How to Move from "Business Strategy" to "People Strategy"

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Huw Chapman

The most important asset in a company is its employees. They are also the face to both external and internal customers so a good understanding of their objectives can improve this relationship. Therefore, to succeed in business it is important that their objectives align with the organisations goals. Successful sports team agree a plan and then work effectively as a cohesive team to deliver to it, which leads to winning results. In business it is no different.  So it is important to link these goals together and also ensure effective communication.

The first step is to understand the business leader’s goals. Whether a CEO, Managing Director or Business Owner, they should all have set a direction for your organisation. Objectives like reducing costs, growing sales, improving cash flow or enhancing enterprise value are commonly used. Yet, if you are a Manager in a Shared Service group or other functional leader how do you translate this into your department's objectives – and then link them to individual goals?


To be successful there needs to be a simple two stage approach to this goal. Most business objectives break down their goals into 4 key areas which can be measured, and these usually relate to sales, margin, cost reduction or improved cash flow.

By building a simple matrix it is possible to look at the CEO’s goals and map them to each of these areas. Remember: some may appear in more than one area. For example, selling a new product range could increase sales plus improve margin.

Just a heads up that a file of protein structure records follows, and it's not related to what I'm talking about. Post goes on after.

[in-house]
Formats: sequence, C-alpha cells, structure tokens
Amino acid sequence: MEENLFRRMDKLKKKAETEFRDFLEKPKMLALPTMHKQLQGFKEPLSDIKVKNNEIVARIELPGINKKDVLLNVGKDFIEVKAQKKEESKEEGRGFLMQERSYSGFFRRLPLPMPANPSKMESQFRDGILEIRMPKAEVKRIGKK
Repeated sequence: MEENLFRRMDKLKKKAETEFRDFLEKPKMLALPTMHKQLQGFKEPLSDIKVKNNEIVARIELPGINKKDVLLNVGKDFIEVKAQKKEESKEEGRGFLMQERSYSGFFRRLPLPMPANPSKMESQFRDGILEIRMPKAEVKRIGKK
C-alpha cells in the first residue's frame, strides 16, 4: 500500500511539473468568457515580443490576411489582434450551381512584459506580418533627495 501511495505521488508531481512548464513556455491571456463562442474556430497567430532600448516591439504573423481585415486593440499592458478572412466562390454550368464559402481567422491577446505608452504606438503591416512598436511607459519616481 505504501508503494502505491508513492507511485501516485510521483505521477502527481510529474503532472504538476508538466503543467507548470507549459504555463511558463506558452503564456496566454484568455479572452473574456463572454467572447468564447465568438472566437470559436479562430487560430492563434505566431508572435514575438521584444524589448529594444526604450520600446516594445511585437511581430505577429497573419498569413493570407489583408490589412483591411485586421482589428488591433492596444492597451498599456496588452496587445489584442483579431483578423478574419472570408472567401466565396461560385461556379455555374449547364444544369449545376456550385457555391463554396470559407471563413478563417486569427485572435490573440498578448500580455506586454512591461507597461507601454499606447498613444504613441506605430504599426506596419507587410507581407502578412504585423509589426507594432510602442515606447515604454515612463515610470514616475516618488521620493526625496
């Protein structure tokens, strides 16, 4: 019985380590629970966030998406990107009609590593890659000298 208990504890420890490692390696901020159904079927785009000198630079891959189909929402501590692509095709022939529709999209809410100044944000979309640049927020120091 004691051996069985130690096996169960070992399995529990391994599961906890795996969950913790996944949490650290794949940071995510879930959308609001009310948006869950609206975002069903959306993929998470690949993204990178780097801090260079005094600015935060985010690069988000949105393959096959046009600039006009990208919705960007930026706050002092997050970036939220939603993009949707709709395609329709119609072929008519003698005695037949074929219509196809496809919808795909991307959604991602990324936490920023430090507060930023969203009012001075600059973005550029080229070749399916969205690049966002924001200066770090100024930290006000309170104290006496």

CEO’s Goals

My Department Goals

Growing Sales



Improve margin



Reduce cost



Enhance cash flow




Once you have aligned your department goals to the CEO’s, you then start to think about linking these to individuals. It would be wise for your team objectives and those of your staff, to ensure you set “SMART” objectives which are:



(define area for improvement)



(ensure the objective can be measured)



(when reviewing with staff ensure they agree with the goals)



(as you want to be successful with your team and company make sure the goals have the potential to be met)


(ensure there is a clear time scale and target dates to deliver the objectives)


When assigning these objectives to your staff you can now explain how they were built and established. It should help reduce debate about how appropriate they are as they directly link to the company’s objectives. You will also be able to show you are treating colleagues consistently as all in the team will be working towards the same goals.

To help get you started, a sample table has been completed for an accounts payable group, below:



CEO’s Goals

My Department Goals

Growing Sales

Increase sales by GDP + 2%


Improve margin

Improve margins by 100 bps


Reduce cost

Reduce SGA costs by 1% of sales

Increase number of invoices processed per person each week by 10%

Enhance cash flow

Improve working capital by 2 days

Measure payment dates /invoice dates /contractual payment times

-Ensure 100% are not paid early

-Action 90% to be paid on time

Escalate all invoice queries within 3 days of date arriving in the company.  Ensure department and supplier are notified to resolve and maintain good company image. 

Close all invoice queries within 1 month, close 90% within 2 weeks


Good luck in now building your own team’s goals and then refining these to suite each of your colleagues!

Huw Chapman

Note: Column 2: Performance Setting